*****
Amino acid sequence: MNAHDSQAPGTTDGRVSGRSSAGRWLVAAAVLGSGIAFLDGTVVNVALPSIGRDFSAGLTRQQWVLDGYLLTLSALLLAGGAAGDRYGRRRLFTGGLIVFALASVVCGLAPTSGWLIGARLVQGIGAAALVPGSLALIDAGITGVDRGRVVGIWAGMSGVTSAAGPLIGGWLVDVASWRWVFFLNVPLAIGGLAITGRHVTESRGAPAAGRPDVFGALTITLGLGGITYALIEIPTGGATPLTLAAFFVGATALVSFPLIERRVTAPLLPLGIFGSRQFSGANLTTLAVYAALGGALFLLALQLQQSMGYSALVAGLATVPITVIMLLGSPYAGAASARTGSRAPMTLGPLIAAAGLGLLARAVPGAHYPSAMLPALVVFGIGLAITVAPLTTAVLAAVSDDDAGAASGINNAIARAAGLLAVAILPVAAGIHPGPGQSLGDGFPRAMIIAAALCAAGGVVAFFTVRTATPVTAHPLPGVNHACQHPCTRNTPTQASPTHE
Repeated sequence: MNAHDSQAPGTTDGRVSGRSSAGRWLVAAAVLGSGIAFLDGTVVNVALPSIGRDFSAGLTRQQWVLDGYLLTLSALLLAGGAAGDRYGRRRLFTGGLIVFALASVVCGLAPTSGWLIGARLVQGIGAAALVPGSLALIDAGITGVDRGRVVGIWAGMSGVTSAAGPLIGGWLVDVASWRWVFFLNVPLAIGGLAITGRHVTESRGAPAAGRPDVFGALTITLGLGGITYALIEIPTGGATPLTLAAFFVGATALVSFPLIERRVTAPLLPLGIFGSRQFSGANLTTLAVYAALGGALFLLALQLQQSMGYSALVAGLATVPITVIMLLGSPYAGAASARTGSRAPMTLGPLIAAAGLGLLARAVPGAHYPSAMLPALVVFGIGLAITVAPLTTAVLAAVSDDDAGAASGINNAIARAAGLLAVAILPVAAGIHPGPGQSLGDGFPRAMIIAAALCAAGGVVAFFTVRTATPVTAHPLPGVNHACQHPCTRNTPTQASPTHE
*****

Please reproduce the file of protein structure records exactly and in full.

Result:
Amino acid sequence: MNAHDSQAPGTTDGRVSGRSSAGRWLVAAAVLGSGIAFLDGTVVNVALPSIGRDFSAGLTRQQWVLDGYLLTLSALLLAGGAAGDRYGRRRLFTGGLIVFALASVVCGLAPTSGWLIGARLVQGIGAAALVPGSLALIDAGITGVDRGRVVGIWAGMSGVTSAAGPLIGGWLVDVASWRWVFFLNVPLAIGGLAITGRHVTESRGAPAAGRPDVFGALTITLGLGGITYALIEIPTGGATPLTLAAFFVGATALVSFPLIERRVTAPLLPLGIFGSRQFSGANLTTLAVYAALGGALFLLALQLQQSMGYSALVAGLATVPITVIMLLGSPYAGAASARTGSRAPMTLGPLIAAAGLGLLARAVPGAHYPSAMLPALVVFGIGLAITVAPLTTAVLAAVSDDDAGAASGINNAIARAAGLLAVAILPVAAGIHPGPGQSLGDGFPRAMIIAAALCAAGGVVAFFTVRTATPVTAHPLPGVNHACQHPCTRNTPTQASPTHE
Repeated sequence: MNAHDSQAPGTTDGRVSGRSSAGRWLVAAAVLGSGIAFLDGTVVNVALPSIGRDFSAGLTRQQWVLDGYLLTLSALLLAGGAAGDRYGRRRLFTGGLIVFALASVVCGLAPTSGWLIGARLVQGIGAAALVPGSLALIDAGITGVDRGRVVGIWAGMSGVTSAAGPLIGGWLVDVASWRWVFFLNVPLAIGGLAITGRHVTESRGAPAAGRPDVFGALTITLGLGGITYALIEIPTGGATPLTLAAFFVGATALVSFPLIERRVTAPLLPLGIFGSRQFSGANLTTLAVYAALGGALFLLALQLQQSMGYSALVAGLATVPITVIMLLGSPYAGAASARTGSRAPMTLGPLIAAAGLGLLARAVPGAHYPSAMLPALVVFGIGLAITVAPLTTAVLAAVSDDDAGAASGINNAIARAAGLLAVAILPVAAGIHPGPGQSLGDGFPRAMIIAAALCAAGGVVAFFTVRTATPVTAHPLPGVNHACQHPCTRNTPTQASPTHE